These Five Upstate Hikes Are New York’s Deadliest
New York state has some of the most beautiful nature in the United States. For hundreds of years, vacationers from around the world have come for all four seasons in Upstate New York. Many take to the trails when they're here. But some trails have proven more dangerous than others. Here are NY's most deadly hikes.
Note: This is not a condemnation of nature; this is a reminder that even experienced hikers can make deadly mistakes on relatively easy trails. Go see New York, but always be aware of yours surroundings, dress properly, follow posted signs, and be careful!
This Upstate destination has the beautiful Canajoharie Falls and a New York-famous 20’ water hole known as “Boiling Pot.” The Canajoharie trail itself isn’t particularly difficult, at 1.2 miles out-and-back, but the danger at Wintergreen starts when thrill seekers leave the trails.
The creek and rocks around the top of the falls and the deep water below are very slippery. The area has also had a history of deadly accidents from cliff diving tourists. A hidden stone ledge as the base of the falls has claimed numerous lives over the years of those that ignored numerous warning signs. The most recent death was in 2012, when a 25-year-old jumped into the pool at the base of the falls and never came back up.
Because of its deadly stigma, the park and its trails were further neglected until Canajoharie residents said enough. They took the opportunity during COVID-lockdowns and beyond to clean and renovate Wintergreen Park, making the trails safer, better marked, and more protected from any drop-offs.
Adirondack High Peaks
Not limited to just one trail, the Adirondack High Peaks make up the 46 tallest mountains in the Adirondack Park. These hikes draw thousands of nature lovers from across the Northeast every year for their spectacular views. Of those thousands, at least a few will need extensive search and rescue operations, and unfortunately, some won’t come back at all.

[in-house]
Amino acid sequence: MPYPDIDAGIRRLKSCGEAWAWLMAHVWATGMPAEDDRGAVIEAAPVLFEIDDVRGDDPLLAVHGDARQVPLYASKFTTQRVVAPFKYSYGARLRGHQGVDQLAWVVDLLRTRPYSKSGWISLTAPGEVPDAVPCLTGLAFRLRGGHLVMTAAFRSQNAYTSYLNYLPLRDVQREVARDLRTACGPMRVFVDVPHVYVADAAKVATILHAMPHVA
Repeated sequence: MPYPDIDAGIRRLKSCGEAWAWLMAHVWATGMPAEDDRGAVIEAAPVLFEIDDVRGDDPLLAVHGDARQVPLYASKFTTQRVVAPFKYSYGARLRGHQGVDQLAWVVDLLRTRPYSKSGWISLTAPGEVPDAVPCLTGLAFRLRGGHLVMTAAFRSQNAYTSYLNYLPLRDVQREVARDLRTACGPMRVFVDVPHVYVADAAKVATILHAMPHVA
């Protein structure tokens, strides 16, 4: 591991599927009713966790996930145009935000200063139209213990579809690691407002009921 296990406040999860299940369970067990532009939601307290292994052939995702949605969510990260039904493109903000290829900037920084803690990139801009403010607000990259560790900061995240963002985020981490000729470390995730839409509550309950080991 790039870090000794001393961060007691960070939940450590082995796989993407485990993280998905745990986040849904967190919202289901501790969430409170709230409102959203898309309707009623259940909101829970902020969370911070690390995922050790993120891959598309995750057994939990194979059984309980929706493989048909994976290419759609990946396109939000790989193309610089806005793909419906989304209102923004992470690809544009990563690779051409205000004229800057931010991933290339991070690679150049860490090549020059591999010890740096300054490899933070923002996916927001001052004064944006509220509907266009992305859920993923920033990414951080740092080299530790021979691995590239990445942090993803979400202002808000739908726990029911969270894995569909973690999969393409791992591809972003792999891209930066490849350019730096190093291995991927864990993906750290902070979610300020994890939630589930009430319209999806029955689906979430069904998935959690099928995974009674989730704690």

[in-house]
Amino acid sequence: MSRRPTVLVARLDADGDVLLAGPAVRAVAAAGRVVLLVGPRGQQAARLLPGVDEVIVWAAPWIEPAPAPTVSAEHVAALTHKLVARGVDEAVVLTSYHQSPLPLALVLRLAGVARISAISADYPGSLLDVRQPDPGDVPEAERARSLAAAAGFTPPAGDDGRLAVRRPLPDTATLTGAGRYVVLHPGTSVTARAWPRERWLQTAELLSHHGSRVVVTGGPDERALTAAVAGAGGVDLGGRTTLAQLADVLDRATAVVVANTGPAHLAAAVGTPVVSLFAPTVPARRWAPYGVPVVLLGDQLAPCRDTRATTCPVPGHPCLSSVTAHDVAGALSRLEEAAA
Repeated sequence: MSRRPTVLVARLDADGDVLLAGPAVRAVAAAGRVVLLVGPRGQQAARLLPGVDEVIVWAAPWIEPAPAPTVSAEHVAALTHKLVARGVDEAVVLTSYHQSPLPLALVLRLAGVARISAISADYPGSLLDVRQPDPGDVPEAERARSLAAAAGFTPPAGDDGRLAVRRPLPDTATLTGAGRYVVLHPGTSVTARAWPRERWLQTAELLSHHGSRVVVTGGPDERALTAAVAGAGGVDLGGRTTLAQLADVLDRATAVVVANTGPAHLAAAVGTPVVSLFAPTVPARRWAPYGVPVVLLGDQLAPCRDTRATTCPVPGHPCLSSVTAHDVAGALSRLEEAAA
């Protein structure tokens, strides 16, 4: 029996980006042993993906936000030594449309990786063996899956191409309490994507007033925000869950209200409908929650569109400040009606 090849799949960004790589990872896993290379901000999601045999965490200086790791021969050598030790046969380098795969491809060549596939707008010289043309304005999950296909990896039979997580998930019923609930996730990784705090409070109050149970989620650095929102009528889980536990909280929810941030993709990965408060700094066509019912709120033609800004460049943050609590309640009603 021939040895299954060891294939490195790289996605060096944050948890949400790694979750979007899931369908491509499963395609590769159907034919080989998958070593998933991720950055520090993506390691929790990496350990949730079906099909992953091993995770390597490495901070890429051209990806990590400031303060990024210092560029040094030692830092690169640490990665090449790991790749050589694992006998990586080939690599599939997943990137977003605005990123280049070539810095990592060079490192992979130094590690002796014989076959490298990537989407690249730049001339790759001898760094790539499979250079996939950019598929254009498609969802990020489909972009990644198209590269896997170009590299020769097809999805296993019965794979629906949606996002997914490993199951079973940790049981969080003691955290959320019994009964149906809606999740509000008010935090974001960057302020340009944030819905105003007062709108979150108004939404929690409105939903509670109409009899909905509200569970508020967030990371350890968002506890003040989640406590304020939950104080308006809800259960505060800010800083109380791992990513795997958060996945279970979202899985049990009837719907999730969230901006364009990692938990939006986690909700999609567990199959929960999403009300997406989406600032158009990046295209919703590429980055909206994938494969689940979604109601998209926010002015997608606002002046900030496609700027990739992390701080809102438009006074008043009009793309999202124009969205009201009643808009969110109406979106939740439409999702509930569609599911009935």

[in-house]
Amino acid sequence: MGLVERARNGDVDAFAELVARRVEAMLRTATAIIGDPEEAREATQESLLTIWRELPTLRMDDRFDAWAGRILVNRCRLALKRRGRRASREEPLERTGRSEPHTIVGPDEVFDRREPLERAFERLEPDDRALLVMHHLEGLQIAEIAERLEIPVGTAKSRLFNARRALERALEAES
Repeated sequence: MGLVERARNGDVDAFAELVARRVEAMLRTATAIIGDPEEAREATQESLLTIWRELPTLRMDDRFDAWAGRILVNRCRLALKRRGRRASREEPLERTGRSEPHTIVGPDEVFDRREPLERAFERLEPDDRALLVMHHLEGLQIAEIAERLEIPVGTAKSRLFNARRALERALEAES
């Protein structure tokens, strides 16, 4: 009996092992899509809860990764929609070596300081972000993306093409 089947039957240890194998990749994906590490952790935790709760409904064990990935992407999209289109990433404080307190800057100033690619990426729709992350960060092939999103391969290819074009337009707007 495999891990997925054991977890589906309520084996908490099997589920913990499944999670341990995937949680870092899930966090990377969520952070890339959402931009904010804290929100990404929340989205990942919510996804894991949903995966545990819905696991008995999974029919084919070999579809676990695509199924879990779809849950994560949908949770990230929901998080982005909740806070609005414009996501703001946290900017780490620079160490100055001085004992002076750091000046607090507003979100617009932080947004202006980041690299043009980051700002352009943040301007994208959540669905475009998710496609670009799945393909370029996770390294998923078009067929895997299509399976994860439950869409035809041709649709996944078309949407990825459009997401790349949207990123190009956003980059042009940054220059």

If you Google “Adirondack High Peaks Deaths,” you’ll find far too many examples of how dangerous these trails can be. Some have died from overexertion via heart attacks, some get lost in the deep woods and don’t find their way out, and some fall hundreds of feet off steep embankments.
The deadliest time of year in the Adirondacks is winter. There’s a genuine risk of hypothermia – several campers have frozen to death on trails – even as late in the season as March. In March of 2022, a suspected avalanche killed a Connecticut man during a snowstorm.
Even rescues where the victims live are extremely hazardous, and put DEC workers in harm’s way. In February 2018, 34 rangers and 12 volunteers mounted a rescue operation for a novice hiker that slipped off Saddleback Mountain and broke both of his legs.
Salmon River Falls
Salmon River Falls might be the saddest inclusion here. By all logic, this trail should not be on the deadliest list, but the 110-foot waterfall has caused five deaths since 2002. This Oswego County trail is another case of hikers not keeping to the trails - each victim strayed from the path for cliff jumping or sightseeing.